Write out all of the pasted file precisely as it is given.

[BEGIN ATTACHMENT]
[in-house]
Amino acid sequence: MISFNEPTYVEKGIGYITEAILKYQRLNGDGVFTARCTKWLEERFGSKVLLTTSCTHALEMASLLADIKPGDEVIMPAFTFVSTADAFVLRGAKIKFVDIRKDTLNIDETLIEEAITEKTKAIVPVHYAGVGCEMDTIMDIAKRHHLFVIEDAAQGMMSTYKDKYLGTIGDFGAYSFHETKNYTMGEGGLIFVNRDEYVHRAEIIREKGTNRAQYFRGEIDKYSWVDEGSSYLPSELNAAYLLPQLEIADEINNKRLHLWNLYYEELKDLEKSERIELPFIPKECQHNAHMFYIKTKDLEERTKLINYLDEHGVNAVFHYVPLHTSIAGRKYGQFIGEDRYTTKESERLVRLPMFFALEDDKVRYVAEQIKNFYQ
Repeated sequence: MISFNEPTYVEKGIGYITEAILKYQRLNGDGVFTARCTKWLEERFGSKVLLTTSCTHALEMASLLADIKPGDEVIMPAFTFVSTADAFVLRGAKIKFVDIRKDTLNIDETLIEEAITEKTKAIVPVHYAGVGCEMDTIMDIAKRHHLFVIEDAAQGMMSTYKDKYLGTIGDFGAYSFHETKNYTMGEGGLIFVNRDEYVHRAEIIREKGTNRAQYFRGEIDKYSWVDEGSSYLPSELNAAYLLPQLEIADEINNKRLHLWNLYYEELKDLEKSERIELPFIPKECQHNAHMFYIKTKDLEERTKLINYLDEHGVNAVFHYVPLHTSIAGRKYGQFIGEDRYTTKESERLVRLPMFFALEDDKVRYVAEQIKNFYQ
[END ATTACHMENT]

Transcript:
[in-house]
Amino acid sequence: MISFNEPTYVEKGIGYITEAILKYQRLNGDGVFTARCTKWLEERFGSKVLLTTSCTHALEMASLLADIKPGDEVIMPAFTFVSTADAFVLRGAKIKFVDIRKDTLNIDETLIEEAITEKTKAIVPVHYAGVGCEMDTIMDIAKRHHLFVIEDAAQGMMSTYKDKYLGTIGDFGAYSFHETKNYTMGEGGLIFVNRDEYVHRAEIIREKGTNRAQYFRGEIDKYSWVDEGSSYLPSELNAAYLLPQLEIADEINNKRLHLWNLYYEELKDLEKSERIELPFIPKECQHNAHMFYIKTKDLEERTKLINYLDEHGVNAVFHYVPLHTSIAGRKYGQFIGEDRYTTKESERLVRLPMFFALEDDKVRYVAEQIKNFYQ
Repeated sequence: MISFNEPTYVEKGIGYITEAILKYQRLNGDGVFTARCTKWLEERFGSKVLLTTSCTHALEMASLLADIKPGDEVIMPAFTFVSTADAFVLRGAKIKFVDIRKDTLNIDETLIEEAITEKTKAIVPVHYAGVGCEMDTIMDIAKRHHLFVIEDAAQGMMSTYKDKYLGTIGDFGAYSFHETKNYTMGEGGLIFVNRDEYVHRAEIIREKGTNRAQYFRGEIDKYSWVDEGSSYLPSELNAAYLLPQLEIADEINNKRLHLWNLYYEELKDLEKSERIELPFIPKECQHNAHMFYIKTKDLEERTKLINYLDEHGVNAVFHYVPLHTSIAGRKYGQFIGEDRYTTKESERLVRLPMFFALEDDKVRYVAEQIKNFYQ